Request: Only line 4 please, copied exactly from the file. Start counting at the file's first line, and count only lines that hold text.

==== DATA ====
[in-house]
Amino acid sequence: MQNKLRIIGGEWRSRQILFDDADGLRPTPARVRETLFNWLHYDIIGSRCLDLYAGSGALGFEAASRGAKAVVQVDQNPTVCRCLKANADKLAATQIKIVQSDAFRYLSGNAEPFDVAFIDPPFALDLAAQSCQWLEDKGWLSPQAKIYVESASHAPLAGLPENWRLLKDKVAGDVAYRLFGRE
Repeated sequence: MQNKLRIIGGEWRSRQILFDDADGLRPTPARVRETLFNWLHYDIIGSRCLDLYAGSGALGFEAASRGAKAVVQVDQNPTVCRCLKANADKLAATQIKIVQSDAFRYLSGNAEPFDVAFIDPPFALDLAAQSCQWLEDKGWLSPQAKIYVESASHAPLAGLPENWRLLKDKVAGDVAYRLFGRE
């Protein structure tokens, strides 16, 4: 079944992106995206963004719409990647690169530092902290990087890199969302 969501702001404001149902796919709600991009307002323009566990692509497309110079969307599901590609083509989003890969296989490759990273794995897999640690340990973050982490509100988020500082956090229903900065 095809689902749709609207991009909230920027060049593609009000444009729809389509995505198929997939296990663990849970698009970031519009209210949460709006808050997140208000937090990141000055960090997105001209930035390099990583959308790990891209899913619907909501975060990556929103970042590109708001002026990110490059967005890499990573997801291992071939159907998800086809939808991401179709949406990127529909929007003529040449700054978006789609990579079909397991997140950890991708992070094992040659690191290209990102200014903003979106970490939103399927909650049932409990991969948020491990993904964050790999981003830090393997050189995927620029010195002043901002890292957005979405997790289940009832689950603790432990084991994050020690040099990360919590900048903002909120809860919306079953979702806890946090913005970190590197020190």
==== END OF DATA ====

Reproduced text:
């Protein structure tokens, strides 16, 4: 079944992106995206963004719409990647690169530092902290990087890199969302 969501702001404001149902796919709600991009307002323009566990692509497309110079969307599901590609083509989003890969296989490759990273794995897999640690340990973050982490509100988020500082956090229903900065 095809689902749709609207991009909230920027060049593609009000444009729809389509995505198929997939296990663990849970698009970031519009209210949460709006808050997140208000937090990141000055960090997105001209930035390099990583959308790990891209899913619907909501975060990556929103970042590109708001002026990110490059967005890499990573997801291992071939159907998800086809939808991401179709949406990127529909929007003529040449700054978006789609990579079909397991997140950890991708992070094992040659690191290209990102200014903003979106970490939103399927909650049932409990991969948020491990993904964050790999981003830090393997050189995927620029010195002043901002890292957005979405997790289940009832689950603790432990084991994050020690040099990360919590900048903002909120809860919306079953979702806890946090913005970190590197020190």